Japan's opposition leader pledges tax cuts as election looms
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  • Japan's opposition leader Ichiro Ozawa, who is calling for an immediate election, pledged to finance a tax cut by slashing the government's spending over four years. The Democratic Party of Japan (DPJ) would cut 2.6 trillion yen ($24.5 billion) in taxes next year and find 20.5 trillion yen over four years through cutting unnecessary spending and utilizing money already sitting in government accounts, Ozawa said in Parliament on October 1. He, however, didn't provide details1. Meanwhile, the DPJ has asserted that it would not cooperate with efforts to swiftly pass a supplementary budget for fiscal 2008 without an assurance that the House of Representatives would be dissolved immediately afterward2.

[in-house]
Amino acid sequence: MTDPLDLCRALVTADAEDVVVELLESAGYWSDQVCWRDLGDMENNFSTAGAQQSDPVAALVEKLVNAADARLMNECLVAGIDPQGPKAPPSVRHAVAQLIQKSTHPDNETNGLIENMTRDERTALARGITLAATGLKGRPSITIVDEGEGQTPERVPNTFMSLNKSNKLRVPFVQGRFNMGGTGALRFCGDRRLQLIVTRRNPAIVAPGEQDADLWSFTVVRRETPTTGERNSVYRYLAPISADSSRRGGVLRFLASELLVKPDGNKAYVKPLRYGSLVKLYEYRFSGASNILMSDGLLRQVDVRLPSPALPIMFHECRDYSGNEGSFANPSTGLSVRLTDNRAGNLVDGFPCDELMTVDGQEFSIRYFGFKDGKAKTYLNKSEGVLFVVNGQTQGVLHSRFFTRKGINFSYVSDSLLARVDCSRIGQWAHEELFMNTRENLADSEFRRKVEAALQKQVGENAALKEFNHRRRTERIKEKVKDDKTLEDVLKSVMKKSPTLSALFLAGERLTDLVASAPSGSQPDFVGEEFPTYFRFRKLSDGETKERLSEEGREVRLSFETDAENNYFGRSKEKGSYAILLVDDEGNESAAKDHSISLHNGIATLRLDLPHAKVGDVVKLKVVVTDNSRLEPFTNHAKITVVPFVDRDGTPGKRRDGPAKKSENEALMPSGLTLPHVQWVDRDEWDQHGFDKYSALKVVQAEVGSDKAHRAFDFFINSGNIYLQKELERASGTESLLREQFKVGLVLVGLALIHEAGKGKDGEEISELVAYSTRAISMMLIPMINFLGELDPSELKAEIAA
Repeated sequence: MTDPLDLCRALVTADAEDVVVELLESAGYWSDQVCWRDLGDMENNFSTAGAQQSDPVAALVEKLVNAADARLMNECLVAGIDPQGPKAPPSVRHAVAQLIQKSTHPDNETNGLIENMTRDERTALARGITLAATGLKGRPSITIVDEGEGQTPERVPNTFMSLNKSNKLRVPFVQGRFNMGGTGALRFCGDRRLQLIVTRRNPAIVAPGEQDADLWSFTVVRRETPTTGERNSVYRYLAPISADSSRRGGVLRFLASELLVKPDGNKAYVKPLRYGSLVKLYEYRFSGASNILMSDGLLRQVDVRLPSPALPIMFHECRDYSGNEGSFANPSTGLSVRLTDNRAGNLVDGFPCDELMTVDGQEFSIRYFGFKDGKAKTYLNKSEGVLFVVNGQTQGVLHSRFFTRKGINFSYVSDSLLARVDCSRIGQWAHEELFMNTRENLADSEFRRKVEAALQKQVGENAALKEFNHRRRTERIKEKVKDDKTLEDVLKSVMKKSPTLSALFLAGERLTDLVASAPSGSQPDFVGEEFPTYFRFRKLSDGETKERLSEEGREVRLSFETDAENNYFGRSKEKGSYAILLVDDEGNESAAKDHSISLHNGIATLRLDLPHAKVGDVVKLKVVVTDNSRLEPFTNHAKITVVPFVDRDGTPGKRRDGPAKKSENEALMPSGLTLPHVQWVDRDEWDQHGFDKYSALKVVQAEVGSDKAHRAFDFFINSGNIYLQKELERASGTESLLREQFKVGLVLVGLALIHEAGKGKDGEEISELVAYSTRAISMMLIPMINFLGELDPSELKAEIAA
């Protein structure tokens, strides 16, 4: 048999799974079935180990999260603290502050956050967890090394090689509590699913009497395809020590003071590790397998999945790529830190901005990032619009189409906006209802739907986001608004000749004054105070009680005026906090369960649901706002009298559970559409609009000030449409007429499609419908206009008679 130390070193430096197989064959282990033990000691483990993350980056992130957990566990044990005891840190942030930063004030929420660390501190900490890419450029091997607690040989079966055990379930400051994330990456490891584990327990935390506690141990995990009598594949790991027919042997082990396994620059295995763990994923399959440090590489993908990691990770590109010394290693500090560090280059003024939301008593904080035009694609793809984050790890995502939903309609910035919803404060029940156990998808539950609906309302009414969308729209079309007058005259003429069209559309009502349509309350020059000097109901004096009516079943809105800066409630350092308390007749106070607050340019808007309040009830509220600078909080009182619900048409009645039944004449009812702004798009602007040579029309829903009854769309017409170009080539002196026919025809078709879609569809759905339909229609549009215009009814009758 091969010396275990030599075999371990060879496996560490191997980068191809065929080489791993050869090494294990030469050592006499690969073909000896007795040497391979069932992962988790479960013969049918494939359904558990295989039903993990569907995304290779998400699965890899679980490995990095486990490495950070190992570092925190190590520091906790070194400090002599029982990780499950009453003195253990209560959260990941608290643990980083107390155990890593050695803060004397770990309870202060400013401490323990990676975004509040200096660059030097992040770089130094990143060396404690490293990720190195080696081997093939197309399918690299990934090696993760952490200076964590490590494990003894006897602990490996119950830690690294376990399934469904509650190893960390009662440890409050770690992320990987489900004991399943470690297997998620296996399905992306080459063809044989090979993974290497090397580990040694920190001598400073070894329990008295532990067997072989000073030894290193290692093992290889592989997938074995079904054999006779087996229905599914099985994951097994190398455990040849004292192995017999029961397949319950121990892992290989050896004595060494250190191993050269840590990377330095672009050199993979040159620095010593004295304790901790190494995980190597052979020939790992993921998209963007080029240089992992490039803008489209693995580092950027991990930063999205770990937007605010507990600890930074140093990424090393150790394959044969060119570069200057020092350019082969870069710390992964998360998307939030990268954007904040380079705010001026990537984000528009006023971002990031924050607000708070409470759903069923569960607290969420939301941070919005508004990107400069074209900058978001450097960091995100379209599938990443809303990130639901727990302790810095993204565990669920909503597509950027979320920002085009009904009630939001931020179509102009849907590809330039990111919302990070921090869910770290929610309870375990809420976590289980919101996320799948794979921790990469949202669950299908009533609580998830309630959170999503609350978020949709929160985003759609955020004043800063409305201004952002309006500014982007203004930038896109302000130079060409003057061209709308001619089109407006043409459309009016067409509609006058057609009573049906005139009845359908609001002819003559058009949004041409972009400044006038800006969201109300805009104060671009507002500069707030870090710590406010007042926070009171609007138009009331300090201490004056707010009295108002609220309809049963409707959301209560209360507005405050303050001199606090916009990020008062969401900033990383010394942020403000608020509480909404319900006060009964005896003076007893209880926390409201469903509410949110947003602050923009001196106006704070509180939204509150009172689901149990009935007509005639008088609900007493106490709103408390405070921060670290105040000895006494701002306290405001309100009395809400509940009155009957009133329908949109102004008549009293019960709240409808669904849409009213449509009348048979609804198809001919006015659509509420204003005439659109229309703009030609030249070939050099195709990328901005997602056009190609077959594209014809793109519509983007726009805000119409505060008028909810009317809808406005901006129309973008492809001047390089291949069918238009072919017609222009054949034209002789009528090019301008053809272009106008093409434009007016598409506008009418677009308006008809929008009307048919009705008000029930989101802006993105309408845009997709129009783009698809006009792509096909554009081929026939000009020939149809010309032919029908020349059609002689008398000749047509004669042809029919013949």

In another important development new Prime Minister Taro Aso, who is known for his slips of the tongue, faced Upper House lawmakers and apologized for his past verbal gaffes3. He has given indications that he may move to enable the Self-Defense Forces to exercise the right to collective self-defense, lifting decades-old legal restrictions4. In addition, he asserted that boosting Japan's economic growth takes priority over dissolving parliament and holding a general election5.

    On the military front Japan's head admiral, Keiji Akahoshi, has said that the navy will cut exercises by two-thirds in the current fiscal year due to soaring fuel costs. Admiral Keiji Akahoshi announced the cuts, a month after the defence ministry asked for its first budget increase in seven years to ease the financial headache from surging oil costs6.